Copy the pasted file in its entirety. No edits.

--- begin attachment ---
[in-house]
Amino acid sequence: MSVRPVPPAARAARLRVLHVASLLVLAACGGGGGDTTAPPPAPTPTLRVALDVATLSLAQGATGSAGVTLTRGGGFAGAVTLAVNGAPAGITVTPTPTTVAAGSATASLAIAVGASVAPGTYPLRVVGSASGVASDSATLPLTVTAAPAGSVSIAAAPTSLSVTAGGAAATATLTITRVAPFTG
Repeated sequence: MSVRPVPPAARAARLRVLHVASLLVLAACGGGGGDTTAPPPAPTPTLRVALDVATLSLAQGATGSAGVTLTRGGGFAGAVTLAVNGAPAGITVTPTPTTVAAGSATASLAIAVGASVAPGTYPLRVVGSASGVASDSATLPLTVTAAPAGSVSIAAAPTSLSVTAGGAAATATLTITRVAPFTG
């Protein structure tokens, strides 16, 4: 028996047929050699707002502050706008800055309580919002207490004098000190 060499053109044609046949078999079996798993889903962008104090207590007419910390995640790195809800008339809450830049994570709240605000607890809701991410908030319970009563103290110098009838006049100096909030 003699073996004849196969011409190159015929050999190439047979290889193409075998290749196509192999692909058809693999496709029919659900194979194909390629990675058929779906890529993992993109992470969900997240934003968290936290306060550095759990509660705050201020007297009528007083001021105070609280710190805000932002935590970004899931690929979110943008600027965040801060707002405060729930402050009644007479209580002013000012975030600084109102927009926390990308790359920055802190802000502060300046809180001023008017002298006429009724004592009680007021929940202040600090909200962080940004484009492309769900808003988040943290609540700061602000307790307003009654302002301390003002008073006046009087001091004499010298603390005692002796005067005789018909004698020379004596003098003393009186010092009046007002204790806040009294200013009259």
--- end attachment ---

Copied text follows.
[in-house]
Amino acid sequence: MSVRPVPPAARAARLRVLHVASLLVLAACGGGGGDTTAPPPAPTPTLRVALDVATLSLAQGATGSAGVTLTRGGGFAGAVTLAVNGAPAGITVTPTPTTVAAGSATASLAIAVGASVAPGTYPLRVVGSASGVASDSATLPLTVTAAPAGSVSIAAAPTSLSVTAGGAAATATLTITRVAPFTG
Repeated sequence: MSVRPVPPAARAARLRVLHVASLLVLAACGGGGGDTTAPPPAPTPTLRVALDVATLSLAQGATGSAGVTLTRGGGFAGAVTLAVNGAPAGITVTPTPTTVAAGSATASLAIAVGASVAPGTYPLRVVGSASGVASDSATLPLTVTAAPAGSVSIAAAPTSLSVTAGGAAATATLTITRVAPFTG
């Protein structure tokens, strides 16, 4: 028996047929050699707002502050706008800055309580919002207490004098000190 060499053109044609046949078999079996798993889903962008104090207590007419910390995640790195809800008339809450830049994570709240605000607890809701991410908030319970009563103290110098009838006049100096909030 003699073996004849196969011409190159015929050999190439047979290889193409075998290749196509192999692909058809693999496709029919659900194979194909390629990675058929779906890529993992993109992470969900997240934003968290936290306060550095759990509660705050201020007297009528007083001021105070609280710190805000932002935590970004899931690929979110943008600027965040801060707002405060729930402050009644007479209580002013000012975030600084109102927009926390990308790359920055802190802000502060300046809180001023008017002298006429009724004592009680007021929940202040600090909200962080940004484009492309769900808003988040943290609540700061602000307790307003009654302002301390003002008073006046009087001091004499010298603390005692002796005067005789018909004698020379004596003098003393009186010092009046007002204790806040009294200013009259």